By Daryenne Wickliffe
C.H. Armstrong promises a “tale of tragedy, love, murder, and above all, the conviction to never stop fighting.” She delivers—I kept track. I thank Armstrong because the short prologue—don’t skip it!—grabbed my interest. I immediately had access to Victoria, our protagonist, through a letter written in her presumably last dying weeks or months, to her grandchildren. Victoria’s opening sentiment, “I’ve heard you refer to me as ‘the meanest woman you’ve ever known,” and her last sentence, a request, “Remember me not as your hostile and overbearing grandmother, but as a woman who refused to be a victim,’” sandwiched just enough information to hook me into reading at least the first couple chapters at the whim of my own curiosity.
Armstrong took advantage of this curiosity and pulled me into Victoria’s life immediately. My heart went out to Victoria, who suffers loss at a younger age than anyone should have to. Like many of us that experience a traumatic life event, at any point in our lives, Victoria changes. As a child experiencing loss, she becomes guarded and suspicious. Armstrong made me worry, and wonder, if Victoria would shed her defenses and dread what else she will possibly have to survive.
Armstrong skips Victoria’s journey through her teenage years, which helps keep the pages turning, and brought me back to meet her in Oklahoma, ten years later. I enjoyed Armstrong’s heavy focus on plot, but never felt cheated out of well-developed characters. Through Victoria’s eyes I met a kaleidoscope of people—funny and caring, charming and protective, manipulative and hostile, innocent and loving. Victoria’s voice resounded through my head as I read, making it easy to hate and love as she does.
Though the intensity of my experiences pale in comparison to hers, I found it easy to relate to Victoria. In Victoria, I saw a piece of myself and of many strong women (men, too) that I know: a drive to be independent and self-sufficient. Her drive and her discomfort with the selflessness of those that support her, is an internal battle Armstrong portrays extremely accurately throughout the novel. Like many of us, Victoria often feels like a burden, someone who doesn’t deserve the good things that come her way.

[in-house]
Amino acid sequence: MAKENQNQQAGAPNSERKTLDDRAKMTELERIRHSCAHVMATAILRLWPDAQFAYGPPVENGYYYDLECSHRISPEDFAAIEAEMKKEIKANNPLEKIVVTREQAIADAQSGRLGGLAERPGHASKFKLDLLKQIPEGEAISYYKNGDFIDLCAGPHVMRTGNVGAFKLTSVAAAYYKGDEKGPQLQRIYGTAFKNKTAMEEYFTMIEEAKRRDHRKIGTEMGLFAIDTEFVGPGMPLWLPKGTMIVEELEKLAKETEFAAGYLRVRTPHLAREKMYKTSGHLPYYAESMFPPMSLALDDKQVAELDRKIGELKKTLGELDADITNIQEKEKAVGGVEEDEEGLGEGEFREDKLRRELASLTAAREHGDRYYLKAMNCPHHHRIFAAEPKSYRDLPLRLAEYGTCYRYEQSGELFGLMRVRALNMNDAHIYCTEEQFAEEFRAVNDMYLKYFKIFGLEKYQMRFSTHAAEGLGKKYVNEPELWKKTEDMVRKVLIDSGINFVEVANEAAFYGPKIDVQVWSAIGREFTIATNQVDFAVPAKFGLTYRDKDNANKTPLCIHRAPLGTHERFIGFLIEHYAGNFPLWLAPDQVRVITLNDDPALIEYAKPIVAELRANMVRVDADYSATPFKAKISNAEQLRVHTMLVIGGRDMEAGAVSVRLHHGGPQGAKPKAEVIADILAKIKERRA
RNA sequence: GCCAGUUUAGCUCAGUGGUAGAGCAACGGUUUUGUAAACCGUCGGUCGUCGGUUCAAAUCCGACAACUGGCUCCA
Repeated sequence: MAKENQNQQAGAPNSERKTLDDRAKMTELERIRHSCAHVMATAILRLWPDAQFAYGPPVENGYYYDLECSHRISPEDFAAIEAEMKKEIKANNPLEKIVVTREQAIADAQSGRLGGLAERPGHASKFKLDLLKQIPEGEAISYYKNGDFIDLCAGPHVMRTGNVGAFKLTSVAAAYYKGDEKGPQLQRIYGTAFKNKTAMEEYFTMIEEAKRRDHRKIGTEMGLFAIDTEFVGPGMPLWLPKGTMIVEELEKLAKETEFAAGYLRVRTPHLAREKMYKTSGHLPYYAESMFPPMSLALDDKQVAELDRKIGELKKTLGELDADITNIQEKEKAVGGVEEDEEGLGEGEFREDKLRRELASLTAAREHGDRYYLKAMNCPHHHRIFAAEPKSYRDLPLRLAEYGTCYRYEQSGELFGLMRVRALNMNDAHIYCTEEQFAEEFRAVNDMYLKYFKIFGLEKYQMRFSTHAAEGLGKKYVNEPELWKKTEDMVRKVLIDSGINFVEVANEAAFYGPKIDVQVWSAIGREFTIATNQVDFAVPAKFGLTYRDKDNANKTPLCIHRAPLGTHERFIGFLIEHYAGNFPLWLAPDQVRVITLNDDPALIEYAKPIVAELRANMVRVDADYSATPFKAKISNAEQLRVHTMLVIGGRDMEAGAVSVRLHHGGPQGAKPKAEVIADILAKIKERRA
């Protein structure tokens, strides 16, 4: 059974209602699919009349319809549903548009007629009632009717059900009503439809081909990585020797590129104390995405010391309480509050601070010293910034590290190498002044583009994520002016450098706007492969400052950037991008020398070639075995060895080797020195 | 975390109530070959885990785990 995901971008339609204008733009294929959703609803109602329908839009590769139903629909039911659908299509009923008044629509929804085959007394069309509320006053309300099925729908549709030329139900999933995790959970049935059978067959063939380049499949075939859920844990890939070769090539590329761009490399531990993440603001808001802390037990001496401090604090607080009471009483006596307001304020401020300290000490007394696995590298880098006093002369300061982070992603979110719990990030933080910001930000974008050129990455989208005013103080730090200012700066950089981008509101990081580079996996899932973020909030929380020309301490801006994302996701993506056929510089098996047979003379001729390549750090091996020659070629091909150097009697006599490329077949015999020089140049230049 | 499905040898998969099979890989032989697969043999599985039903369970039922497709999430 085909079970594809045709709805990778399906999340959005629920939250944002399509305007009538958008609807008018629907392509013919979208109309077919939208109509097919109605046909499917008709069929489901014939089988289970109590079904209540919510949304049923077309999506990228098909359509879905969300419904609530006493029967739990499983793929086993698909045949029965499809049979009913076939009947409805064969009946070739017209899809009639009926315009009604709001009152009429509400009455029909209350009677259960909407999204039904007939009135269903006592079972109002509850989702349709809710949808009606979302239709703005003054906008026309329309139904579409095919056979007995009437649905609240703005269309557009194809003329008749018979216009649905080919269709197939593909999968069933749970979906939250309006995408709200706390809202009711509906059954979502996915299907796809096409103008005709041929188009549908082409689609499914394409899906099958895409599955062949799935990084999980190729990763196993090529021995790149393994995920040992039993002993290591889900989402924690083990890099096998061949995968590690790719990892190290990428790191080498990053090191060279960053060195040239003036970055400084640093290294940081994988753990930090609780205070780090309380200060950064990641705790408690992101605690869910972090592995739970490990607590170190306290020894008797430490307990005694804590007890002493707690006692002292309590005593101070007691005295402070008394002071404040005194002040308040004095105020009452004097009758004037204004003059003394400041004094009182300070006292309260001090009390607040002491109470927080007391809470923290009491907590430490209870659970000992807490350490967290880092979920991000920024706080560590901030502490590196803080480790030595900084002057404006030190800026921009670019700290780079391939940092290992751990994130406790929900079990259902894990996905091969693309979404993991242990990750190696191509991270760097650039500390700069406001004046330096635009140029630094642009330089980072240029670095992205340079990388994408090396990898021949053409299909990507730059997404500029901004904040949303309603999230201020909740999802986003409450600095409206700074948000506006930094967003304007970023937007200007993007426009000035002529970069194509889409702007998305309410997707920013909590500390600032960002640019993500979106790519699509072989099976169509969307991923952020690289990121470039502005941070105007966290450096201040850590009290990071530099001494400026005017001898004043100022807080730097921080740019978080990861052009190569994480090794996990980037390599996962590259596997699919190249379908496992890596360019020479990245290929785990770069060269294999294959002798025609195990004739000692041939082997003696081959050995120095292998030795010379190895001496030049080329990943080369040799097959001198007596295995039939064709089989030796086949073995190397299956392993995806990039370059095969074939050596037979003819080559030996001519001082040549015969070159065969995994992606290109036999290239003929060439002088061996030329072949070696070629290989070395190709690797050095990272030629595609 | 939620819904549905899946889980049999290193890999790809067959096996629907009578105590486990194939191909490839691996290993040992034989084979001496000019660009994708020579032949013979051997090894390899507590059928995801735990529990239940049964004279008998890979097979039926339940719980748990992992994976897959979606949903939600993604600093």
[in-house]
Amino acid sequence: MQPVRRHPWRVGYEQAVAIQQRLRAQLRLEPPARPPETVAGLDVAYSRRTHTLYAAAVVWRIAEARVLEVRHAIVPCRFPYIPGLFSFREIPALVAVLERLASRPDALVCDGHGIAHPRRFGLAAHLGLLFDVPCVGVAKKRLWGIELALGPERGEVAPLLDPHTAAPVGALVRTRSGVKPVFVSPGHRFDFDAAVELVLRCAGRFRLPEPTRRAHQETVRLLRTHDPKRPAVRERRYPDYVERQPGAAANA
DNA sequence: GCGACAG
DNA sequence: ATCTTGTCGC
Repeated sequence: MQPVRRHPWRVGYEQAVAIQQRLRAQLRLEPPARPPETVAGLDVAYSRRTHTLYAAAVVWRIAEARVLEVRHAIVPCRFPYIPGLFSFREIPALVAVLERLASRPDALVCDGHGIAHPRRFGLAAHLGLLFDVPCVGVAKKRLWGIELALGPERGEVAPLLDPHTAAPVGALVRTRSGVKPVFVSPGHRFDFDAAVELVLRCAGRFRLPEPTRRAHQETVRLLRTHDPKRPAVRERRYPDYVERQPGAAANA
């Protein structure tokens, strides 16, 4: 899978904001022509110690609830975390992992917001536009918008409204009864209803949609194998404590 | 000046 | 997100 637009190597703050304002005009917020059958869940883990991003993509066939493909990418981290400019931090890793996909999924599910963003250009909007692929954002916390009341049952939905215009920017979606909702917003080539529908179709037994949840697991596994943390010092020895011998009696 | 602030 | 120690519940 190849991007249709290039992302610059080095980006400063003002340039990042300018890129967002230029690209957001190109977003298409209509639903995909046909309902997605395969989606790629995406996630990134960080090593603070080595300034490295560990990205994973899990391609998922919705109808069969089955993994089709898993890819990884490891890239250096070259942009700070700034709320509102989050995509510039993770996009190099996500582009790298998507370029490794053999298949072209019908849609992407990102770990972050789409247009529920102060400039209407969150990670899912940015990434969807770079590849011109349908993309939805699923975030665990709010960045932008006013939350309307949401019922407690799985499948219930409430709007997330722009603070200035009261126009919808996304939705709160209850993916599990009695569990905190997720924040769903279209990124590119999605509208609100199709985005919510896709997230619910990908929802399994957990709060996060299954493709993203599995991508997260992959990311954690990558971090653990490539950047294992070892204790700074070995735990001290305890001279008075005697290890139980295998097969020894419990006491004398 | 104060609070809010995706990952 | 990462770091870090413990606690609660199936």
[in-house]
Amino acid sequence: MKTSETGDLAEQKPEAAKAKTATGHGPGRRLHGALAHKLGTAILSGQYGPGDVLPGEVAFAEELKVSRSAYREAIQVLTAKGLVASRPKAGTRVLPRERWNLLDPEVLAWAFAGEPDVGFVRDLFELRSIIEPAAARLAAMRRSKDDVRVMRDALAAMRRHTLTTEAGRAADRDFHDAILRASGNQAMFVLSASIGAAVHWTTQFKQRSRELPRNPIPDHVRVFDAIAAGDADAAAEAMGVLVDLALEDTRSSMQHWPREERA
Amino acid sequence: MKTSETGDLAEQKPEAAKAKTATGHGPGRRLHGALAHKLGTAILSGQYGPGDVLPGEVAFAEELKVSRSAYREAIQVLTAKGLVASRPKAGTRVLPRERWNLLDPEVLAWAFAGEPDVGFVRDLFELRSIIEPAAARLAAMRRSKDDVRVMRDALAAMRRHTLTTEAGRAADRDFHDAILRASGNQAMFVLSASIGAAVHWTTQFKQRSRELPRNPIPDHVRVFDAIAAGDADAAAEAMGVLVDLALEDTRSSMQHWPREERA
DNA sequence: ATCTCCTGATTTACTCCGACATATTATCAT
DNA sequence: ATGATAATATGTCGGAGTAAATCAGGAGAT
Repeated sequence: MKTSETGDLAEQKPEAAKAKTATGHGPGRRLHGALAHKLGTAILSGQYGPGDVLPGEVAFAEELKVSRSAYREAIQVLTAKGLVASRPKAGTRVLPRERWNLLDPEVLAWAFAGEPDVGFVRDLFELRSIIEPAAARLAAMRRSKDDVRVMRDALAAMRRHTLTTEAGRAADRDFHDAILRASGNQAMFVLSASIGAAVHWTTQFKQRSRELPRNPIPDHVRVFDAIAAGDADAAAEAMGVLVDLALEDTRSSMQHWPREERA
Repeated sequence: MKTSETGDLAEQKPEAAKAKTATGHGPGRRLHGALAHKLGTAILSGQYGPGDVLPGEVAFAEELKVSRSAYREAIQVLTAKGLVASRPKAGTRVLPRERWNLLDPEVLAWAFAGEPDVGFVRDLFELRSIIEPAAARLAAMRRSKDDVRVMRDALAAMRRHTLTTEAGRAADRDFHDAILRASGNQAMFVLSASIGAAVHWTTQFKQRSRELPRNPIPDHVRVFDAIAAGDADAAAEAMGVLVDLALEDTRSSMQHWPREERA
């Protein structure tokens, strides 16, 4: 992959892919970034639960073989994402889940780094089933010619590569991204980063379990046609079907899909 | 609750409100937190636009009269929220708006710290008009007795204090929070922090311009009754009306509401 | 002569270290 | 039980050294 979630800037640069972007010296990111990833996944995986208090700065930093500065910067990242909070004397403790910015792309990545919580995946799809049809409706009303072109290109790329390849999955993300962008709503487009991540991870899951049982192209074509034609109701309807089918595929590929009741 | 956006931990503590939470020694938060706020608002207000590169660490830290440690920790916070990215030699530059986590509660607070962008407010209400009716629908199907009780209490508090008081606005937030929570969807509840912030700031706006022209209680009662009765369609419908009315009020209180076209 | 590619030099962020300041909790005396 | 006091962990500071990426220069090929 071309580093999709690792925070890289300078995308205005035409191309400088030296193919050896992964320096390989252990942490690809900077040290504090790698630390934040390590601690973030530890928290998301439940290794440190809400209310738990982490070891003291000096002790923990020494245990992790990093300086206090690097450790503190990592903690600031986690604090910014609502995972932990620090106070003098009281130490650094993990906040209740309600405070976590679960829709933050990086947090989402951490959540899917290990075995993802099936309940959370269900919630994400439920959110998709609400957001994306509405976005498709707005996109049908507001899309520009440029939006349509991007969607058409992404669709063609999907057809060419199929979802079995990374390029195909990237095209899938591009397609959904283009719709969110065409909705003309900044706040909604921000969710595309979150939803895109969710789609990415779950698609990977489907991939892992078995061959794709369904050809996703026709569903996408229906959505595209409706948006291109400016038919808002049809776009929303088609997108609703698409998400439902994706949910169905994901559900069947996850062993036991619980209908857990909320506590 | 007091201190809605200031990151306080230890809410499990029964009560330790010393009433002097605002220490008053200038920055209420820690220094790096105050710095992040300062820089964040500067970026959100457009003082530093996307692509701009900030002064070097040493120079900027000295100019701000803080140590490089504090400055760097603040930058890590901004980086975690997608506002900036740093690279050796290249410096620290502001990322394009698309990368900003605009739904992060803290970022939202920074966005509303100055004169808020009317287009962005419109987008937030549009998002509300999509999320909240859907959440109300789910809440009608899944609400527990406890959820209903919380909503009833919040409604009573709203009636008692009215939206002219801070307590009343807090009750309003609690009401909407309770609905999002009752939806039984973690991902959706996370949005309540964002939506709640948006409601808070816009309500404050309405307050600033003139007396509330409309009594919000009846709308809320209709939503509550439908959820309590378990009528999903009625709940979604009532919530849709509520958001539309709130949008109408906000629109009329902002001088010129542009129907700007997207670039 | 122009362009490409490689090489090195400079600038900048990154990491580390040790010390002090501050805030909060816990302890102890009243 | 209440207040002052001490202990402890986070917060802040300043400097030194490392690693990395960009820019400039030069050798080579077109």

As I think is often typical for those of us who get used to surviving and refusing to complain while we do—ranging from the little things, like hosting your crazy second cousins who show up unannounced, to the big things, like a death in the family—the good things look suspicious. How could a good thing remain untainted after the hidden stresses and tragedies of life that plague your every turn? In my waking life, I have experienced this doubt, but caught in Victoria Hastings’ story, I had to shed my own barriers and beg Victoria to just believe in the thoroughness of the good when it sporadically comes her way.
As I read, I wished and wished, hoping Victoria would hear me, to just accept the kindness, to just let herself be loved and protected. I finally had to reflect on myself, after I had already been reading way past my bedtime, about how often I don’t give myself a chance to enjoy the range of good things that happen to me regularly. A stranger opening a door, a friend calling to tell me that she loves me just because, a boyfriend sending flowers because he’s far away and I had a rough day, are all things I initially resist. I resist the softness they spur in me. I not only feel that I don’t deserve those rays of sunshine, but I let myself believe, like Victoria, that a hard exterior makes it easier to get through a day, not to mention a lifetime of lows that often seem to overpower the highs. Armstrong makes it easy for you to wish Victoria happiness in those moments, however fleeting they may be.
At every turn Victoria hits a speed bump of catastrophic adversity. I would be doing a disservice to give away the plot events that make Victoria who she is on her deathbed. I will say that her strength is impressive. With every twist and turn she survives. The backdrop of the Dust Bowl and the Great Depression keeps the amount of tragedy she experiences believable, never too over-the-top. Although Victoria’s extreme trauma does not discount the tragedies I have experienced, the events she has survived and the choices she was forced to make are ones that I likely will never have to experience, giving me the luxury to have a good cry and then come up with five great things that happened to me, even on a bad day.
To give a fair warning, her journey through the Dust Bowl and the Great Depression will leave you heartbroken, almost blindsided, if you are as hopeful as I was. Anyone who loves a good rollercoaster of fiction will barely be able to put this novel down. Armstrong allows you to judge Victoria for yourself, deciding if she’s as mean as her grandchildren say or if there really is more to Victoria than her grandchildren could fathom. I challenge you to read this quick page-turner, and take it one step further, applying your hope and empathy for Victoria’s struggle to the ones you may be experiencing.